In addition to controlling the resting heart rate and swallowing and digesting food, the Vagus nerve has the following functions:
- Decreasing inflammation
- Producing anti-stress hormones (acetylcholine and oxytocin)
- Keeping the lungs breathing
- Supporting immune and stem cell function
Essentially, the Vagus nerve and the brain communicate with one another to allow the body to be in a “rest and digest” state. Through the Vagus nerve, your brain informs your body that everything is safe in the environment around you, stimulating the parasympathetic nervous system that controls the “rest and digest” functions in organs such as the throat, esophagus, heart, lungs, and stomach. Your body can then use the Vagus nerve to tell your brain information about the world around you, such as temperature, pain, and touch.
How Do You Know When the Vagus Nerve Is Disconnected?
With so many important functions that help you live a restful and enjoyable life, a disconnected Vagus nerve can be a major problem. Due to the nerve’s location exiting the skull, physical stress from birth trauma can disconnect it. If the Vagus nerve is turned off, the body gets stuck in a “fight or flight” state that can be stressful for a child. It can impact a variety of abilities, all relating to how a child develops and how they interact with their environment.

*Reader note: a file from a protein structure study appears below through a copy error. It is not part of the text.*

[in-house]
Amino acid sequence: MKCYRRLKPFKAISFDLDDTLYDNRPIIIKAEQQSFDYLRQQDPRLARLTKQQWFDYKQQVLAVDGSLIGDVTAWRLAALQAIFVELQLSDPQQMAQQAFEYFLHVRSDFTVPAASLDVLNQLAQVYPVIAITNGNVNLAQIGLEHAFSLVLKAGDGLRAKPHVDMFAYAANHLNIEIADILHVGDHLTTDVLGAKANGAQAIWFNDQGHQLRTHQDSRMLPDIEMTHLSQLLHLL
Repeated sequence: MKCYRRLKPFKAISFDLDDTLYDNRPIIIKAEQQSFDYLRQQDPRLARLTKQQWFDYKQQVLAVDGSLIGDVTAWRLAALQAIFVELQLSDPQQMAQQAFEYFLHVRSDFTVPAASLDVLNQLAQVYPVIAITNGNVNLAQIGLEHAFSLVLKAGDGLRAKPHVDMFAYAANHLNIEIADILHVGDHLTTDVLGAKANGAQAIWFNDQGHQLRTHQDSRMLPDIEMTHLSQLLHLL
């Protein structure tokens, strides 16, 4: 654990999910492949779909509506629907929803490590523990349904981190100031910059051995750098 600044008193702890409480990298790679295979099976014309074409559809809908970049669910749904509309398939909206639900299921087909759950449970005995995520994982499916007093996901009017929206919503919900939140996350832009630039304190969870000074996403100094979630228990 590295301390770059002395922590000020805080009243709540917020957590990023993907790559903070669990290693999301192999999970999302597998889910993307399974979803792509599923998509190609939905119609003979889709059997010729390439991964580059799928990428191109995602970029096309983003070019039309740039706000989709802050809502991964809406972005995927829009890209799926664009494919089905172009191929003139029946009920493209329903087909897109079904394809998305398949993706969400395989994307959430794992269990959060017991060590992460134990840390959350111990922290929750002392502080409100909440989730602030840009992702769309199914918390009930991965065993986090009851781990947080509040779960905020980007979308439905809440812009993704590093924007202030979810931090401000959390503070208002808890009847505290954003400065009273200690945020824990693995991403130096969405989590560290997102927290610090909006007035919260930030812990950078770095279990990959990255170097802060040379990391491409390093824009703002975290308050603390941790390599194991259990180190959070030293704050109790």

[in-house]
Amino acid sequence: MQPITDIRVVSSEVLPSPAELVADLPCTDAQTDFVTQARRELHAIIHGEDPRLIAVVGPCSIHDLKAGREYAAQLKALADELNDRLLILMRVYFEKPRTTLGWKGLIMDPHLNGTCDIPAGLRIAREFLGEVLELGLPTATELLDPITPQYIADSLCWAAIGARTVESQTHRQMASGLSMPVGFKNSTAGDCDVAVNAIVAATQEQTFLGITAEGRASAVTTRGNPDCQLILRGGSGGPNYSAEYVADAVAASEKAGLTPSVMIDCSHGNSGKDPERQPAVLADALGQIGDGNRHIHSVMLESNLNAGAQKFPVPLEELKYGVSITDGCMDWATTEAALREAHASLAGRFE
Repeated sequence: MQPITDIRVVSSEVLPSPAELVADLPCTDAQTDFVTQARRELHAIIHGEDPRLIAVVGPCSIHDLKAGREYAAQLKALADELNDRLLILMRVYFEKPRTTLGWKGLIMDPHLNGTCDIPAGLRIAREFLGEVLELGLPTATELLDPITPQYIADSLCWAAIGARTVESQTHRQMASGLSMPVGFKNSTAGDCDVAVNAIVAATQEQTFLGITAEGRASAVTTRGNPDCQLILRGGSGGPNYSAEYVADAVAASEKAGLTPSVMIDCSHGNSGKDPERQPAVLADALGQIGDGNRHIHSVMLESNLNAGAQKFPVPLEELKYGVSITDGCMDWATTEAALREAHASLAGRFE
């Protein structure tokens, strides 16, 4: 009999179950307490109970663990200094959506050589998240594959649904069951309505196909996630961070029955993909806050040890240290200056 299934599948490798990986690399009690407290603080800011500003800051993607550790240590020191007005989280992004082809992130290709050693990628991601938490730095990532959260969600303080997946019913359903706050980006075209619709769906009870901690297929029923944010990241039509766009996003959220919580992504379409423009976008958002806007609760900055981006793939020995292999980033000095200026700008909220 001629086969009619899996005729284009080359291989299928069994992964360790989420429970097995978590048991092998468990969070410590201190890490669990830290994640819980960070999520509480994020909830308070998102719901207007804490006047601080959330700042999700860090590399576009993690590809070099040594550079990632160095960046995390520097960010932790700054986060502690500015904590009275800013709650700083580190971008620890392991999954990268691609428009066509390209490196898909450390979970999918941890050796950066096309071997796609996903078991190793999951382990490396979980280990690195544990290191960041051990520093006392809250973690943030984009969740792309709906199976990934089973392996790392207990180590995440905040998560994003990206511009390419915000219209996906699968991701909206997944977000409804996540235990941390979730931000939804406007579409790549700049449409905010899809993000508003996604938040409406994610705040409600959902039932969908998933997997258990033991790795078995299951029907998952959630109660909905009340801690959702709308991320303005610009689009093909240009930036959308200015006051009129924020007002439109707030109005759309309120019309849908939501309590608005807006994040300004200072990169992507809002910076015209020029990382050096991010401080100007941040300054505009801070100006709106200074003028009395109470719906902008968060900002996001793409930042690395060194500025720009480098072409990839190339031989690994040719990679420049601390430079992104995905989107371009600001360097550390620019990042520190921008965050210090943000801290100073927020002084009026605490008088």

There are many signs and symptoms of a disconnected Vagus nerve, but some include:
- Increased anxiety and nervousness
- Poor digestion
- A lower immune response
- Increased inflammation
- Difficulty swallowing
- Decreased speech and communication
- Unusual heart rate or breathing patterns
A disconnected Vagus nerve can be detrimental to a person’s ability to function and their overall health. For a child who is learning how to navigate the world around them, the disconnection of this nerve can significantly impact their development.
How Can You Heal a Disconnected Vagus Nerve?